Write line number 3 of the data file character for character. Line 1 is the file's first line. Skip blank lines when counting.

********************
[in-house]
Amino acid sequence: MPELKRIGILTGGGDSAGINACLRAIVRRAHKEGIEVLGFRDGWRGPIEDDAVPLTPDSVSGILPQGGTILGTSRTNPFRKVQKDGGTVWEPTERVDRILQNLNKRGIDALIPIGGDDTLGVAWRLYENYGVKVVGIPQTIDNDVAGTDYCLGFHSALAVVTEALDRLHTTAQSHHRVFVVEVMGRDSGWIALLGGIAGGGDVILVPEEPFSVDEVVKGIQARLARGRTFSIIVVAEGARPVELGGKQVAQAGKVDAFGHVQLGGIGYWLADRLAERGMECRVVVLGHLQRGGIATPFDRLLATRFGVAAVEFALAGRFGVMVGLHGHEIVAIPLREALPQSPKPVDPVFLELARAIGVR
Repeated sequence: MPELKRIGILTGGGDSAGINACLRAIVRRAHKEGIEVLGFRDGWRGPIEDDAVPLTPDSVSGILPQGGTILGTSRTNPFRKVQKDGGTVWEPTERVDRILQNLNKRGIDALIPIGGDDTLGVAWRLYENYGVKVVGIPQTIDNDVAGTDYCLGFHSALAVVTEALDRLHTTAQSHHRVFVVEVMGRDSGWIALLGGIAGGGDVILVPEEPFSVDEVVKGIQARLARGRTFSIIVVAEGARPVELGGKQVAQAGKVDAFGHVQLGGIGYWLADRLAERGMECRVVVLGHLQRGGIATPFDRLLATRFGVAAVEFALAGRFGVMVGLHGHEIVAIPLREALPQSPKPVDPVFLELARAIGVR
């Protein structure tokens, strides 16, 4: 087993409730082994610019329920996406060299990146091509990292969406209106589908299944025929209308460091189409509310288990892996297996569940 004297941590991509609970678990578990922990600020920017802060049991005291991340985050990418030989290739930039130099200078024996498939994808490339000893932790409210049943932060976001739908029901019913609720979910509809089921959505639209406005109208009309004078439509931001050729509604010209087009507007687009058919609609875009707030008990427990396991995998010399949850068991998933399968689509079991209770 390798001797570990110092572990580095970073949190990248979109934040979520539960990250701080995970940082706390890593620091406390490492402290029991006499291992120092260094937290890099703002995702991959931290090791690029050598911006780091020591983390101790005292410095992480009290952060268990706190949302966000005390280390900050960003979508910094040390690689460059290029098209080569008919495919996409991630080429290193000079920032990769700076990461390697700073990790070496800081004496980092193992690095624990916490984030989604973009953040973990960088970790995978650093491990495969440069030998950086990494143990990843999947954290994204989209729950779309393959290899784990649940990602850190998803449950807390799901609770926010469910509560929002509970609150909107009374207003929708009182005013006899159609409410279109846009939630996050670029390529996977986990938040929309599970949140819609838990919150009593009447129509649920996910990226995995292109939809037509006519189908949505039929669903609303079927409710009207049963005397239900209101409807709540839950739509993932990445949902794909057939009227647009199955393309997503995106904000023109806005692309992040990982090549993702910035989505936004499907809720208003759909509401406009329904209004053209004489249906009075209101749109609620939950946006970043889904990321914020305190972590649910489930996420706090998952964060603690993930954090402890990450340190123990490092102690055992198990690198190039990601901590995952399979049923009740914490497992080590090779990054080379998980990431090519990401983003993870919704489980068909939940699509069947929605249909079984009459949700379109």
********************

Repeated sequence: MPELKRIGILTGGGDSAGINACLRAIVRRAHKEGIEVLGFRDGWRGPIEDDAVPLTPDSVSGILPQGGTILGTSRTNPFRKVQKDGGTVWEPTERVDRILQNLNKRGIDALIPIGGDDTLGVAWRLYENYGVKVVGIPQTIDNDVAGTDYCLGFHSALAVVTEALDRLHTTAQSHHRVFVVEVMGRDSGWIALLGGIAGGGDVILVPEEPFSVDEVVKGIQARLARGRTFSIIVVAEGARPVELGGKQVAQAGKVDAFGHVQLGGIGYWLADRLAERGMECRVVVLGHLQRGGIATPFDRLLATRFGVAAVEFALAGRFGVMVGLHGHEIVAIPLREALPQSPKPVDPVFLELARAIGVR